[de-LATEY'] or [de-LEYT'] — adjective, adverb.
Meaning: Physically straight, direct, true, truly, exact, definite, definitely, sincere, sincerely, sure, authentic; accurate; without equivocation; without hesitation.
Origin: Either a corruption of English, straight; or Norman French drette > standard French droite ‘right’, both the directional and legal senses.
Often used to mean "very" or "truly", delate makes a statement positive and removes any element of doubt; "Delate nika wawa" (I am speaking the truth) or "delate kwinnum cole ahnkuttie" (exactly five years ago) illustrate that anything ‘delate” is the genuine article.
It can emphasize an affirmative, such as in “delate klosheh” (very good; right on), "okoke delate" (that is right; it is correct), “nawitka, delate kloshe” (yes, perfect), and "delate hyas kloshe" (majestic; magnificent; awe-inspiring), or can also emphasize a negation, such as "wake delate" (not right; imperfect).
It can be used in the directional sense, such as "klatawa delate" (to go straight ahead), or when describing size, as seen in "delate hyas" (very big indeed; enormous; immense). It can emphasize an exact time, such as "delate tenas sun" (dawn; daybreak), or state that in a legal sense that one is "delate yaka illahee" (a native of a country).
And of course all important baking instructions, ranging from “delate tenas" (just a little) to "delate pahtl" (full to the brim; chock full).
It can be used to say "delate nika sick tumtum" (I am very sorry), or tell someone that something is “delate ticky” (really necessary). If one is "delate yaka kumtuks" (an expert) and can "delate kumtuks" (know for a certainty; sure, to prove) "delate wawa" (the truth; a promise; a fact), then it is easy to "wawa delate" (speak the truth; speak correctly).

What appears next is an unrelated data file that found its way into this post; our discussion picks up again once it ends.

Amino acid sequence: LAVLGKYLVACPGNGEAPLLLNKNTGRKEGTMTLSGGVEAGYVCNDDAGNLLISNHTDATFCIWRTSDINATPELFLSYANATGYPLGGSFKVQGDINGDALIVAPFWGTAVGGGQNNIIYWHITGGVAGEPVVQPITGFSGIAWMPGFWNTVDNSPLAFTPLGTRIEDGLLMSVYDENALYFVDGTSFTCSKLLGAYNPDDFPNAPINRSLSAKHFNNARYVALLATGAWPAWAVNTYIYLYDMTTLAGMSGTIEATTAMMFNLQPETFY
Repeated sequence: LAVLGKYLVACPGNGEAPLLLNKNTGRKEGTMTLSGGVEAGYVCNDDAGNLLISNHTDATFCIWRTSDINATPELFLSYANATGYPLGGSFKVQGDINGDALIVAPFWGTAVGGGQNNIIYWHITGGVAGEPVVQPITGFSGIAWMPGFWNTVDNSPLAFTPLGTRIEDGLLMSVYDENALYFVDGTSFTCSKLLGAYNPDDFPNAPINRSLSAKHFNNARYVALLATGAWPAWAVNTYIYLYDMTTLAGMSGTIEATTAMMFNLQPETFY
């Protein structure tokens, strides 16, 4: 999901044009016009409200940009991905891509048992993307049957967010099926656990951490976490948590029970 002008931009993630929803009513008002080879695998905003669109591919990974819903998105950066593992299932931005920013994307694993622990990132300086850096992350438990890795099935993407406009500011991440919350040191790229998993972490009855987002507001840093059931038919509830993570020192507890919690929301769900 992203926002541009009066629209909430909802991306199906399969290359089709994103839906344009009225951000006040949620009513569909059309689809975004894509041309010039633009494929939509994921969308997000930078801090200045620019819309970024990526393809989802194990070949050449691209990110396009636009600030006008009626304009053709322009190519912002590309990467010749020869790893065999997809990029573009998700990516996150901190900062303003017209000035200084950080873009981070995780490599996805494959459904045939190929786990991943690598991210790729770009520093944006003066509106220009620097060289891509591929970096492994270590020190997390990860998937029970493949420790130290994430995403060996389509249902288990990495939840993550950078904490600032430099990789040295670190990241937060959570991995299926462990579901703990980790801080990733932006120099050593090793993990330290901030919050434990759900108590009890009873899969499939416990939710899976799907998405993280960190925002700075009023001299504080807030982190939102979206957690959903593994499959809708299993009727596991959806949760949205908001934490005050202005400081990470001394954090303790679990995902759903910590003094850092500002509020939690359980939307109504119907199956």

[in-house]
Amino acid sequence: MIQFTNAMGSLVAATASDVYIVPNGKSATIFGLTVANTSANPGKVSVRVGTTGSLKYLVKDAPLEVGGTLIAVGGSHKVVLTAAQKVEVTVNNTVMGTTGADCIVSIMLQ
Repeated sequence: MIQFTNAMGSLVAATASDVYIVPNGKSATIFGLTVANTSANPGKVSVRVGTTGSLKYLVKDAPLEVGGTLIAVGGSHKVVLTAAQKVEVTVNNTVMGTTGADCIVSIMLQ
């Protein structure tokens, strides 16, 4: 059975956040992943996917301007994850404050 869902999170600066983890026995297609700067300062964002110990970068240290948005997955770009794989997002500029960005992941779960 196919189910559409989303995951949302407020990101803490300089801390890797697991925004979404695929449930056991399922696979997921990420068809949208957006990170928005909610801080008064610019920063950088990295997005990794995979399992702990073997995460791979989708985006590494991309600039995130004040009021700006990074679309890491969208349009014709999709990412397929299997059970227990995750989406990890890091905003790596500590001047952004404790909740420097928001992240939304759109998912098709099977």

In a victory for the Cascadia Major League Soccer supporter groups, the Major League Soccer federation has rescinded a prohibition on the use of the anti-fascist Iron Front symbol as they work with fans to rewrite their code of conduct. The symbol was recently banned, with the league trying to claim that it violated it’s code of conduct because it was a ‘political statement’. Supporter groups have countered that being pro-human rights, as well as being tolerant and inclusive of all individuals, regardless of their race, religion or skin color, is hardly political.
[HY'-ak] — adverb.
Meaning: Swift; fast; quick; hurry; make haste
Origin: Chinook ai-ak
Used to denote speed, urgency, or even frequency, as seen in “hyak hyak” (so often) or “hyak kilapi” (return quickly), and could even be used as an imperative simply meaning “Hurry!” or “Hurry up!”
The word is also used for the name of the Hyack Festival held on Victoria Day weekend in New Westminster, BC, distinguished by the Ancient and Honourable Hyack Anvil Battery Salute, a tradition created by The New Westminster Fire Department — known as “The Hyacks" — in 1870 as a surrogate for the royal 21-gun salute usually performed on the Queen's Birthday. With no cannons available in the early colony, the Fire Department improvised by placing gunpowder between two anvils, the top one upturned, and igniting the charge from a safe distance, hurling the upper anvil into the air.